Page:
When creating emails, it’s important that every effort it made to make sure they can be read by everyone regardless of the method the reader chooses to use. Accessible emails make the information you are sending clear, readable, and engaging. This helps everyone, not just those who are disabled or who use assistive technology such as screen readers.
Many of the inclusive practices that apply to creating documents also apply to writing emails — such as using headings, alt text, meaningful hyperlinks, structured tables, sufficient colour contrast, and accessible fonts. Review the accessibility best practices below and learn how to incorporate them to make your emails accessible.
Note: These instructions focus primarily on the current desktop versions of the Microsoft 365 Office Outlook application as of January 2022.
There are three formatting options in Microsoft Outlook: Plain Text, Rich Text, or HTML.
Plain text can be read by any email program and is compatible with all email systems and assistive technologies. However, plain text files can store only text characters — including numbers, symbols, and line breaks. Because of this plain text is only an acceptable option when writing simple emails.
Rich text supports text formatting, including bullets, alignment, and linked objects however, these emails can only be viewed by those using Outlook and should therefore be avoided.
HTML shows all the colors, positioning, fonts, styles, etc. you used to create it, and therefore is the best format for ensuring the creation of accessible emails. We recommend ensuring the default email setting in your Outlook is HTML. To configure or check the default format in Outlook:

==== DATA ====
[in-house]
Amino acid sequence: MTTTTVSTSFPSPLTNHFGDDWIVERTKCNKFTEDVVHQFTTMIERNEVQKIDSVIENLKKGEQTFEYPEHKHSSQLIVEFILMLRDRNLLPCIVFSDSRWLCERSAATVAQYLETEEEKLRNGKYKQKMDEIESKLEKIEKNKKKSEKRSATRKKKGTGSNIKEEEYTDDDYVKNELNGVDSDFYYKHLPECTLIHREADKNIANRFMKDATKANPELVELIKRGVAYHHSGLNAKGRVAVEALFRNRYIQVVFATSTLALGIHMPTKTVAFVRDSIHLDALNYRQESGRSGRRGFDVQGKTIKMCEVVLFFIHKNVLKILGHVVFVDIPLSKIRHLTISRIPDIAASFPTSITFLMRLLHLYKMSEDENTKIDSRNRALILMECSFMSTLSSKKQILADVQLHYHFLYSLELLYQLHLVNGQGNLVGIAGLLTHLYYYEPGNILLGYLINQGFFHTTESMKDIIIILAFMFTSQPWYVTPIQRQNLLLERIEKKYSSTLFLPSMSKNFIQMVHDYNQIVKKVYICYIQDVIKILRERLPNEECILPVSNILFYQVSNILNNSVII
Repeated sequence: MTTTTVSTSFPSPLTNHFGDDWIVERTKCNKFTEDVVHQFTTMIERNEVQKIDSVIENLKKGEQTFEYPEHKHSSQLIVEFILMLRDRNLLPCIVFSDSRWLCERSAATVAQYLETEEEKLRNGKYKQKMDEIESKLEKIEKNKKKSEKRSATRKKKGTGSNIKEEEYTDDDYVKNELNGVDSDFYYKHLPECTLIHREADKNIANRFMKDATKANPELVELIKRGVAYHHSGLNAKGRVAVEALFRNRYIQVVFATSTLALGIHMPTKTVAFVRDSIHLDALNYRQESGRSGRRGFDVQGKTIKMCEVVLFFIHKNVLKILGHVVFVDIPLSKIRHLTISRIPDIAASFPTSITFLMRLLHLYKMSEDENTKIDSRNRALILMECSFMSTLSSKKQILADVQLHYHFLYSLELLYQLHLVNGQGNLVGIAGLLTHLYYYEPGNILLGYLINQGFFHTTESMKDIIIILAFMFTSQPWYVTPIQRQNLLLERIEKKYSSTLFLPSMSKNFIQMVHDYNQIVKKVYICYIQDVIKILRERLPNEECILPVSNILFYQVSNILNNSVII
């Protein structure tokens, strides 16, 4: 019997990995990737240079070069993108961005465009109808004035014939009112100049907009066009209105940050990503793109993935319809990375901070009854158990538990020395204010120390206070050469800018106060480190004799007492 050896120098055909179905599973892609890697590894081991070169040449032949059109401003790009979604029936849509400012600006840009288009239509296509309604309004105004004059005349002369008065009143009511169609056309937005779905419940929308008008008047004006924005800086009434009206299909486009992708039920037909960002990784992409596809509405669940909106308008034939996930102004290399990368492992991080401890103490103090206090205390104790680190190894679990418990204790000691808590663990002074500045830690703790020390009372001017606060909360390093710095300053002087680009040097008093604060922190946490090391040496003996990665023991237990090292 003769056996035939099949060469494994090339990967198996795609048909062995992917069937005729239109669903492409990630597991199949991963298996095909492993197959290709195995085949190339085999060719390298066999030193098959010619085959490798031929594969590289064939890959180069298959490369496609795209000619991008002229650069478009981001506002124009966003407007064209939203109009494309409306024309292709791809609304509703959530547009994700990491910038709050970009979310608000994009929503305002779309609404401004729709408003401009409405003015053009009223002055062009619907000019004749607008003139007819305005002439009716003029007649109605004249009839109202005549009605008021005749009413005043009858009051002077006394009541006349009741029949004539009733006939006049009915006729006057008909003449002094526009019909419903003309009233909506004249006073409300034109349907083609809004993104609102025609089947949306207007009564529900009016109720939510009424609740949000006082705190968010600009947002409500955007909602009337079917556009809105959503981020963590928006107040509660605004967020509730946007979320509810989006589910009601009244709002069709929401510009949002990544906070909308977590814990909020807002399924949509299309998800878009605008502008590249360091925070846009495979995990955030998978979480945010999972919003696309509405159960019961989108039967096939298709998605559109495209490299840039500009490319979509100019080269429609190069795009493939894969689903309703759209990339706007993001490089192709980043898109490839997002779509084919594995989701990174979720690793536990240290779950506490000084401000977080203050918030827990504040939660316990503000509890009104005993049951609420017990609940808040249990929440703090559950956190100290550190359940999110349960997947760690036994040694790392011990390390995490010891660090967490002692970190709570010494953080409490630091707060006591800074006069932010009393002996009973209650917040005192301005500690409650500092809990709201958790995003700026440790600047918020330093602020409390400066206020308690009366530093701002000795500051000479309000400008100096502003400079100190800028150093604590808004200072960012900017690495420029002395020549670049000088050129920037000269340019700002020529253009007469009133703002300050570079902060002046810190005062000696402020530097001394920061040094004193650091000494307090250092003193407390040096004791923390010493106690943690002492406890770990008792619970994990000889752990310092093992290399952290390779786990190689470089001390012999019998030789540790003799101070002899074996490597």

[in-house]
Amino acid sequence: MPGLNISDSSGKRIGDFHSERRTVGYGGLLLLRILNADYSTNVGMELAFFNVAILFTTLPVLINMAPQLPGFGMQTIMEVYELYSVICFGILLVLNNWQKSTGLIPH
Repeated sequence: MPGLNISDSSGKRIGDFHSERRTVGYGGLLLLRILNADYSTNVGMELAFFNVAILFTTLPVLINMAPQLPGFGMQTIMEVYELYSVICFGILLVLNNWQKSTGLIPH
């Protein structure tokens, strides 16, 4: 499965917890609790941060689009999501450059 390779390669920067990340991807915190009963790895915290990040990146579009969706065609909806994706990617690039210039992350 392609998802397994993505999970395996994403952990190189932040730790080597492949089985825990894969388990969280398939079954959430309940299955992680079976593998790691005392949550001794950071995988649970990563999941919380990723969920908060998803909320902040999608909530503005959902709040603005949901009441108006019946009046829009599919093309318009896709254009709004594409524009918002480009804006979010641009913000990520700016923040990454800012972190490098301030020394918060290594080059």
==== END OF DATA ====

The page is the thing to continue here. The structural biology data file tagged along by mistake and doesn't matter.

- Go to File > Options.
- In the Outlook Options dialog box, select Mail.
- Select the Compose messages in this format drop-down arrow and choose the format you want to use as the default for new emails.
If you receive an email in one format, you can change it to another format when replying or forwarding. For example, if you receive a document in Plain Text, you can reply to it in an HTML format if you choose.
- Click Reply, Reply All, or Forward.
- In the message window, click Format Text > HTML.
Font eligibility is essential for accessibility. Use a font size of 11-point or above — anything smaller than 10-point font size is generally inaccessible. Try and keep font style consistent throughout the document. It is also recommended to use sans serif fonts such as Calibri, Trebuchet, Helvetica, or OpenDyslexic. Serif fonts typically have small embellishments at the end of the font strokes and can be difficult to read at certain sizes (e.g., Times New Roman, Garamond, and Harrington).
Example of Sans Serif Fonts
Example of Serif Fonts
Styles and headings
Styles are sets of formatting options (like font, line spacing and alignment) that you can apply to text. They allow a screen reader to navigate around a document. They also help communicate ideas in a concrete way for students with cognitive and organizational difficulties.
Headings are a type of Style. They make it easier for all users to find relevant content in a long or complex document. Using Headings will create a real structure in your email and will make the content more usable for everyone. Heading should always be used in a hierarchical manner. For example, a level 1 Heading should always come before a level 2 Heading. Do not skip levels.
When using Headings, ensure that they all look differently to each other so that they can easily be distinguished i.e., Heading 1 looks bigger than Heading 2 etc. To access the headings in Microsoft Outlook, go to the Format Text tab.
When creating a list, use the Listing functions as opposed to typing numbers or dashes to denote list items. This make the content more accessible as screen readers can identify properly formatted lists and determine how many items are listed. To create a list:
- Go to Message tab.
- In the Basic Text section, click either Bullets, Numbering, or Multilevel List options.
Colour and Contrast
Do not use colour alone to convey meaning or indicate importance. It’s better to indicate important concepts by using underlined or bolded text. Screen readers can detect these font features easily which will communicate the importance to the user.